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Weight Loss thru Lifestyle, Not Diet

By Anna J. Lloyd
Posted On Apr 16, 2012

With obesity sweeping the country, Smart for Life is countering with a special approach to dieting: Eating your cake—or cookies—and having it too!

By: Paige Herman-Axel

There’s no question that America is facing an obesity epidemic. The numbers of overweight and obese Americans climb year after year, and this trend is showing no sign of slowing. Nearly 34 percent of adults are now obese, more than double the percentage three decades ago. Vanity aside, our country will feel the effects of this weight problem for decades to come, since the health consequences of obesity include diabetes, high blood pressure, heart disease, many types of cancer and even joint problems.

So how did this happen?

“It’s not just calories in and calories out,” explains weight loss expert and author of Why You Can’t Lose Weight: Why It’s So Hard to Shed Pounds and What You Can Do About It, Pamela Smith, MD. “If it were that simple, everyone would be the weight they want to be.” According to Dr. Smith, allergies, hormones, stress, lack of sleep, a sedentary lifestyle and even the medications we take play a role.

Smart For Life founder Sasson Moulavi, MD, agrees that times have changed and contributed to this obesity epidemic. “Americans have been trained to eat three big meals a day, and our bodies are not designed to work this way. Cavemen put any food they were able to get in their mouths. The stomach only has the ability to digest a fistful of food at a time, but if the caveman got lucky and got more, his body would store the excess calories—but this wasn’t a daily occurrence as it is today.”

Dr. Smith agrees that the amount of food most of us eat is problematic. “Plates are bigger than they used to be and people have no idea about portions.” A big breakfast makes matters worse, causing blood sugar and insulin levels to spike early, leading most people to chase that sugar high all day. Dr. Moulavi and Dr. Smith both say that the body needs five small meals a day to get the protein it needs—and curb hunger.


What You Can Do

Dr. Moulavi struggled with his weight for years before collaborating with a variety of medical specialists to create Smart for Life—but it didn’t happen overnight. “It took time for the plan to evolve, and today we have the best ingredients for weight loss and the research to show it works.” According to Dr. Moulavi, the average Smart for Life patient loses 13 pounds a month through a supervised program that involves meal replacements and sensible-sized meals. (The number of each per day can vary since the program is customized for individual patients.) He says the plan’s success rate is 30-40%, which is high in terms of weight loss.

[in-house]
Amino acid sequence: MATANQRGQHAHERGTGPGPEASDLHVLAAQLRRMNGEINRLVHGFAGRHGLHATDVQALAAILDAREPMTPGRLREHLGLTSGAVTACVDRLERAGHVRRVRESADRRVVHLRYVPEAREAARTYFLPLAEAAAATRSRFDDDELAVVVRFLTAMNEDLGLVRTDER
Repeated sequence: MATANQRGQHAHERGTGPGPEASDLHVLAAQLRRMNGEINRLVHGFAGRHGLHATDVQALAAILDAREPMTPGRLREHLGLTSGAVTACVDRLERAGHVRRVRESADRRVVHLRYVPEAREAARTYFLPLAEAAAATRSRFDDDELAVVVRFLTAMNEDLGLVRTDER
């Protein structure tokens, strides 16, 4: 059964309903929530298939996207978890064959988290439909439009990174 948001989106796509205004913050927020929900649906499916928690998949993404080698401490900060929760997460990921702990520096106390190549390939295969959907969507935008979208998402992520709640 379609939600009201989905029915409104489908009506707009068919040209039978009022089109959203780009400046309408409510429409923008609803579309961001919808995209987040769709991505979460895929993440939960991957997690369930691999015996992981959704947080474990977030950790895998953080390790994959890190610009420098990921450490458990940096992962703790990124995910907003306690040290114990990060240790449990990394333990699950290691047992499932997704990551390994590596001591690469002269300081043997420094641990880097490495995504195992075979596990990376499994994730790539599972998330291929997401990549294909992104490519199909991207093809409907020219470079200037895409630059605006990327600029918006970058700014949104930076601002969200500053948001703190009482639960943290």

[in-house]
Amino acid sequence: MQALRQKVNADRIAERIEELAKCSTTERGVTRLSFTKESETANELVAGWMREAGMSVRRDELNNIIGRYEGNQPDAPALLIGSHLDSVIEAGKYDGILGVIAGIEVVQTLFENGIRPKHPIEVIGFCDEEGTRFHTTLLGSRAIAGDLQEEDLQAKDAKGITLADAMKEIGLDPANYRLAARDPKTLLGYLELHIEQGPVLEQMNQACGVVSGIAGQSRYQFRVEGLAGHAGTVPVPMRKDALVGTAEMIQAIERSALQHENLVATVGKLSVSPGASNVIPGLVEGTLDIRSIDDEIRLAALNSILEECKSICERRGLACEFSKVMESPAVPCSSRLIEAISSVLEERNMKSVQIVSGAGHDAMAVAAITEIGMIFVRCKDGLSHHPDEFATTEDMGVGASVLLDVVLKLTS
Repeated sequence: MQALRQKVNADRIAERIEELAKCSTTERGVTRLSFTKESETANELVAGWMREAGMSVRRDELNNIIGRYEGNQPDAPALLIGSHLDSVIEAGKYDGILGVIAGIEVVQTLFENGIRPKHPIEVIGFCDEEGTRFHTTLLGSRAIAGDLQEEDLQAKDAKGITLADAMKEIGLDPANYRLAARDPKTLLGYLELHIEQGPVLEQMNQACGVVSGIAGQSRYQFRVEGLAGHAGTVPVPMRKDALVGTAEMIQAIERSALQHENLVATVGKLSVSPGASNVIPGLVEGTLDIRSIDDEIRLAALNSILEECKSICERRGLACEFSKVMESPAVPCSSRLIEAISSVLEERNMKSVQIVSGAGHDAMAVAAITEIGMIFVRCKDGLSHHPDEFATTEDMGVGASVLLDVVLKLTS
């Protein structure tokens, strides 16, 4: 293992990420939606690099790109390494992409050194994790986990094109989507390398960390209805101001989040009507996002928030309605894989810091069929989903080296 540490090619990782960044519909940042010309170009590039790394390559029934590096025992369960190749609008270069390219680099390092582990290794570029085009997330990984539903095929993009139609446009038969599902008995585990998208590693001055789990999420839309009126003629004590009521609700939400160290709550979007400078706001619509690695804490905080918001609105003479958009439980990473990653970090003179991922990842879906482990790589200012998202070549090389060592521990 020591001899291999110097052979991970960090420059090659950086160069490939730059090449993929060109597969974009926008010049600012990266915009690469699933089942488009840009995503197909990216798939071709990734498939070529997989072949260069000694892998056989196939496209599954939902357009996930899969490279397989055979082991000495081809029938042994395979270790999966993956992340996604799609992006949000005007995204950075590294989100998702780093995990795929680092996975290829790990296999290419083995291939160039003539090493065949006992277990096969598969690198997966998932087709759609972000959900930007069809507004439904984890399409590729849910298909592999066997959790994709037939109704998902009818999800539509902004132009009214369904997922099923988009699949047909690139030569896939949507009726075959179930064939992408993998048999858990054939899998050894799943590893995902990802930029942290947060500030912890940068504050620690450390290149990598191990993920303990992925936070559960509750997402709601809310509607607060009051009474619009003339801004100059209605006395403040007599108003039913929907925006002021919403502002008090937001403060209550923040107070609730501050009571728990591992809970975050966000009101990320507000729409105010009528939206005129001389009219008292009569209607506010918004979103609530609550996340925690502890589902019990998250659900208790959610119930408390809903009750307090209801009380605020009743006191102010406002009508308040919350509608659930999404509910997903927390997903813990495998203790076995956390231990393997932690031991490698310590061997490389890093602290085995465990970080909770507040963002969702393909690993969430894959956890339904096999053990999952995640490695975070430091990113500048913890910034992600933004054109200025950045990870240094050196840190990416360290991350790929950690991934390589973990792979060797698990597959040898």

Gina Sheppard, 54, was one of those successful patients. On the path to obesity at 262 pounds, “I felt like I was at death’s door,” she recalls. Sheppard lost 108 pounds in eight months on Smart for Life. Her program limited her to 800 calories a day, despite eating three meal replacement “supplements” and three small meals a day—without ever feeling hungry.

“We spend too much time obsessing about food,” says Dr. Moulavi. According to him, the beauty of Smart for Life is that, “We have made weight loss brainless—our patients don’t even have to think about it.” His weight loss plan is about getting all of the nutrients of a well-balanced meal in the form of a minimally-processed natural and organic cookie, protein bar, muffin, or shake (or one of Smart for Life’s other products—Sheppard loves the plain and garlic bagel chips.) These essential nutrients include protein, fish oil, complex carbohydrates and fiber, without the extra sugar and flour that can derail any weight loss plan.

There are a variety of other weight loss programs that use meal replacement as a means for weight loss, but very few include the one-on-one supervision that is necessary for long-term results. According to Dr. Smith, “Studies have shown that patients with
constant medical follow-up do better, and those who don’t see a physician don’t maintain weight loss as well.”

Maintaining Weight Loss

After any weight loss plan, the next obstacle is maintenance. Dr. Moulavi and Dr. Smith agree that a change in lifestyle is essential for keeping weight off. According to Dr. Moulavi, “Establishing healthy eating habits and exercise are essential, because without these, virtually every patient gains the weight back. A little gain is normal, but replacing one meal a day with a Smart for Life product and exercising go a long way.”

Dr. Smith also stresses the importance of encouragement to reinforce the lifestyle changes that are necessary to maintain weight loss. “Meeting with a physician, psychologist or nutritionist regularly or partaking in group activities help, since most people are not successful by themselves.” Another key to maintaining weight is how you react when you slip up. Dr. Smith says, “Don’t get frustrated. Everyone falls off the wagon. Just get right back on and start all over the next day.”

Dr. Smith’s Weight Loss “Do’s”

1. Eat five small meals a day. This keeps
blood sugar and insulin levels stable—
and ensures you don’t overeat.
2. Take supplements. Omega-3s,
multivitamins and probiotics support
weight loss.
3. Exercise. Aim to double your pulse for
20 minutes three times per week.